After approximately 18 months of declining membership and revenue, I realized that our club was in serious trouble. As identified in this space last month, we had two big issues: poor customer service (we weren't as good as we used to be) and a seeming invisibility in our marketplace.
To solve our customer service issue, I began by talking to other business owners about how they train their staff members to provide great service. The people I talked to all have certain things in common: they have an ongoing plan to train (and train and train) in every aspect of the business; they encourage their staff to have fun at work; and most of all, they have open lines of communication between owners, managers and employees so that everyone is on the same page. Problems or issues are addressed immediately — what was the problem, what could we have done better, and do we need to follow up with that customer?
I set up a meeting with the entire staff. When the meeting started, I explained that I had recently gotten feedback that our customer service level wasn't what it used to be. I told them that I was to blame for the problems we were having. I am ultimately responsible for setting the tone for everything we do, and I hadn't been doing what needed to be done. I emphasized that sometimes we do a great job but at other times we fall short, and that's the hard part — applying the same level of service we give the first person through the door in the morning to the 100th person through the door later that day.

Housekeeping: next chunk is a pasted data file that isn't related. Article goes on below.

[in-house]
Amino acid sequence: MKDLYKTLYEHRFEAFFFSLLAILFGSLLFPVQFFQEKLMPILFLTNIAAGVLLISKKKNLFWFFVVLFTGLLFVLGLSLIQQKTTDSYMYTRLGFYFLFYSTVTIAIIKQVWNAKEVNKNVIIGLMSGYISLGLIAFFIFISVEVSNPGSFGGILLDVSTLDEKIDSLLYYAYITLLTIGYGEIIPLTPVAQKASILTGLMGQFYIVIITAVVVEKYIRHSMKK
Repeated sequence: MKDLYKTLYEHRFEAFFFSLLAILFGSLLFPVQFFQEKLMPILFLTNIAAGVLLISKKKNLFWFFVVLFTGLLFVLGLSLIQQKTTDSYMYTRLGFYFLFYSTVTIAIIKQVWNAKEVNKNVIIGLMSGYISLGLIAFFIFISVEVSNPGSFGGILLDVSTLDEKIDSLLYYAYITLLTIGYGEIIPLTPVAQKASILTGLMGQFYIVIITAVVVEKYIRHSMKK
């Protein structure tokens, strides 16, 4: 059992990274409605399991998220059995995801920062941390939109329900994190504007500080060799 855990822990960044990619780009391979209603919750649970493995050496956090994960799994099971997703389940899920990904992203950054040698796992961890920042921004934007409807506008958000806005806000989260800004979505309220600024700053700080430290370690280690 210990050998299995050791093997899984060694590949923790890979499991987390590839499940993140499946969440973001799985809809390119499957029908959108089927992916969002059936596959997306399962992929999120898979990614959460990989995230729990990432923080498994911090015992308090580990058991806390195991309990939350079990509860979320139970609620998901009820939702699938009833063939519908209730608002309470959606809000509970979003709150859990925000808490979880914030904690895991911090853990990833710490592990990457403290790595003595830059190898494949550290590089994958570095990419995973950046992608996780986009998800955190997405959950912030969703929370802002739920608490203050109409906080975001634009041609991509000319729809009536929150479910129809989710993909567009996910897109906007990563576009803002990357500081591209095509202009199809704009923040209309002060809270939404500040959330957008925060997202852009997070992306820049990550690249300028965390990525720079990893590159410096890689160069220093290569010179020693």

I said that we were going to have more meetings, by department, to share information and best practices with each other. Every staff member was going to be evaluated more often — not to criticize, but to improve skills.
Everyone wants to get better at their job. I told the staff that as we improve the club, we'll find ways to compensate the staff for excellent work. If a group fitness instructor consistently has more than 25 people in class, we want to reward the instructor for that. If a personal trainer has clients who continue to work with them because they are getting great results, we want to reward that trainer.
Most of all, I want them to enjoy their jobs. If they have ways to improve the member experience, we want to hear it.
"I asked the staff to be open-minded and to accept criticism in order to improve. I had to be willing to do the same."
The task of increasing our visibility in the marketplace was a bigger problem for me to solve — but sometimes you get lucky. A close friend mentioned that he had a friend who was a consultant in the fitness business. Perhaps she could help me.
I hesitated at first. After all, I had done some consulting over the years, so why would I need a consultant? Truth is, I was out of ideas. I needed help. At our big meeting, I had asked the staff to be open-minded and to accept criticism in order to improve. I had to be willing to do the same.
Maria Parrella-Turco, a New Jersey-based fitness industry consultant and club turnaround specialist, made a trip to visit with me and to see the club. I was immediately struck by her knowledge of seemingly every aspect of our industry. I've run our club for more than 20 years, but when I talked to her I felt like I was just starting out.
She is one of those people who is at once friendly, outgoing and intimidating. She has a no-nonsense personality and loves her work — save the chitchat for later. She truly believes our industry has the capacity to change people's lives, and it's our obligation to help them.
Maria asked a lot of questions about our club's history, services and member demographics. She liked the improvements we were making in customer service and then simply said, "Here's where our industry is right now and here is what you need to do to grow this club."